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Archive for September 20th, 2019

Title: DREAD PIRATE ARCANIST
Author: Shami Stovall
Publisher: Capital Station Books
Pages: #437
Genre: YA Fantasy

BOOK BLURB:

While protecting the newborn griffins on the Isle of Landin, Volke Savan and his adopted sister, Illia, run afoul of the Dread Pirate Calisto, the same cutthroat who carved out Illia’s right eye. As a master manticore arcanist, Calisto’s strength and brutality are unrivaled. When Illia suggests they bring him to justice, Volke wonders if they’ll have what it takes to fight the corsairs on the high seas.

A fast-paced flintlock fantasy for those who enjoy How to Train Your Dragon by Cressida Cowell, Unsouled (Cradle Series) by Will Wight, and Percy Jackson and the Olympians by Rick Riordan.

Praise for the Frith Chronicles!

Perfect for those who enjoy the Codex Alera series, the Homas Wildus series, and the Harry Potter series. Stovall is quickly becoming a name I look for.”

Seattle Book Review

An addictive series. Shami Stovall has produced a mesmerizing story of magic, intrigue, and true adventure.”

ManyBooks

Absolutely brilliant.”

Archaeolibrarian

Now continue the Frith Chronicles with the second book, Dread Pirate Arcanist!

Amazon —-> https://www.amazon.com/dp/B07WK2H37L

 

CHAPTER ONE

A CELEBRATION OF GRIFFINS

Today the griffins of West Landin would choose who to bond with. The city officials gathered before the dawn, prepping for the evening celebrations. I watched from afar, on a rocky cliff that overlooked half the isle, the pre-morning winds disheveling my inky black hair. I had never visited the Isle of Landin before now, but I had heard amazing tales of their fearsome griffins since I was old enough to remember stories.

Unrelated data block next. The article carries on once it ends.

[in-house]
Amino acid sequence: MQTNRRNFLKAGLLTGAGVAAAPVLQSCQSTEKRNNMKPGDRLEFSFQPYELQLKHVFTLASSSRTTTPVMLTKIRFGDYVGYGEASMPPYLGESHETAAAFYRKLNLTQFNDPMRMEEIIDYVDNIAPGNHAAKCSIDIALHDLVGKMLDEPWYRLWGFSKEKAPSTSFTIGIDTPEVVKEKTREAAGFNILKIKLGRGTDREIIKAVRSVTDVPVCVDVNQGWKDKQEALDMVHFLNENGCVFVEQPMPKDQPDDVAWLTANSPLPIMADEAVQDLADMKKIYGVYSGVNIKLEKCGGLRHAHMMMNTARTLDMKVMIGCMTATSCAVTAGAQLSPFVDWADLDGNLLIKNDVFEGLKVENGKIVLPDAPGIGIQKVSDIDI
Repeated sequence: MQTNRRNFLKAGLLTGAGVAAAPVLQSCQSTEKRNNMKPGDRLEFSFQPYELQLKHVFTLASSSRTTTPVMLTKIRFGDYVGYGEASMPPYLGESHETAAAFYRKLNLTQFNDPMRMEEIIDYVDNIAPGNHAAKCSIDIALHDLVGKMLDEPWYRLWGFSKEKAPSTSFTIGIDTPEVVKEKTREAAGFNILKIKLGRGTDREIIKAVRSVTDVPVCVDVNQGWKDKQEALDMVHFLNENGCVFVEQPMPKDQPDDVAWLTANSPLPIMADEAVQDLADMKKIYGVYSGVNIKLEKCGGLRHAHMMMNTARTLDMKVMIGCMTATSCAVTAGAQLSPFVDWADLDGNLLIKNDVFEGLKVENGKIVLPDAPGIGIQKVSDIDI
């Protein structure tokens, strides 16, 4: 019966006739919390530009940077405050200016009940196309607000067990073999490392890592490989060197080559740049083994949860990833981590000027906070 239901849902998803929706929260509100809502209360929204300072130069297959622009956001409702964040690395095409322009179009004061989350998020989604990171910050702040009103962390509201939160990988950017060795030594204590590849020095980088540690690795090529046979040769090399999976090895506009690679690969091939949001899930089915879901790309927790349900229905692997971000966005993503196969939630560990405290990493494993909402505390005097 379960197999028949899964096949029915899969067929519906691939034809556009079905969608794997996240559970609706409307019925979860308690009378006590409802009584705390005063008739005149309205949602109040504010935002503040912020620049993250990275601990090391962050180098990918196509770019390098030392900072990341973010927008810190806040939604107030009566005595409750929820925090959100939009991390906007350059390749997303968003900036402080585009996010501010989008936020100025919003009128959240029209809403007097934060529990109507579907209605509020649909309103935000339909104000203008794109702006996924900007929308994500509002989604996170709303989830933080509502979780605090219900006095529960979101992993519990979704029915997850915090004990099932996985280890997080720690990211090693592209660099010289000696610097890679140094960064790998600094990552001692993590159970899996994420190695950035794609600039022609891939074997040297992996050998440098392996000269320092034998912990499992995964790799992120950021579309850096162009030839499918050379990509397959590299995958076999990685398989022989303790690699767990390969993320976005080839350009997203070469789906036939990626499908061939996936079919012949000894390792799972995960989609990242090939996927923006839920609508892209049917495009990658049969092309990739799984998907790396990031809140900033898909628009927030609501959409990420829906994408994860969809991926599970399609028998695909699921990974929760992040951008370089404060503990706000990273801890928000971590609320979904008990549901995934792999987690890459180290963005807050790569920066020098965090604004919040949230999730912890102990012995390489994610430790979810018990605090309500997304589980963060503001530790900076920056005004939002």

My pulse quickened with anticipation. For fifteen years I had imaged bonding with a mystical creature and becoming an arcanist. Eight months ago it had become a reality, but it hadn’t yet sunk into my heart and gut. Giddiness twisted my insides with each new breath.

While the citizens of West Landin would have to prove themselves to the griffins in a Trial of Worth, I had already been tested and found worthy.

I turned to the shadows next to me, well aware that my mystical creature—my eldrin—lurked in the darkness.

“Luthair,” I said. “Do you know much about griffins?”

“They are stubborn beasts,” he replied from the void of my shadow, his voice more sinister than his true demeanor. “And griffin arcanists are strong, courageous, and skilled at combat.”

“Amazing.”

As a knightmare, Luthair lived among the darkness, merging with it like salt in water. He didn’t need to materialize to speak, and he could slink along next to me without anyone knowing. While some would consider that creepy or unsettling, I enjoyed his presence and trusted him in all things.

I returned my attention to the sprawling city. Unlike the Isle of Ruma, where I grew up, West Landin housed thousands of people, had a massive port, and had constructed a seaside fortress to deter pirates. Their cobblestone roads, twice as wide as home, snaked beyond the city limits to a valley filled with sheep, goats, and horses.

When the sun rose, the oranges and reds of dawn cascaded over the island, washing it in a familiar glow. The Isle of Ruma had wonderful dawns, just like this one. The nostalgia overwhelmed me for a moment, so powerful it almost hurt.

I missed my adoptive father, Gravekeeper William.

The days spent as his apprentice seemed torturous at first, since I had never wanted to be become a gravedigger, but now I understood how much he had influenced my life. He had been the best father I ever could’ve hoped for. I last saw him after I bonded with Luthair, a short time after my fifteenth birthday.

“Volke?”

“Yes?” I replied, recognizing Illia’s voice straight away. I didn’t even need to turn around. I knew she would walk over to speak with me.

Sure enough, she ambled to the edge of the rocky cliff, one hand on the brim of her sailing cap. Then she offered me a smile.

“Are you out here daydreaming?”

“No.” I slipped my hands into my pockets. “I wanted to spot some of the griffin cubs. I’ve never seen one in person before.”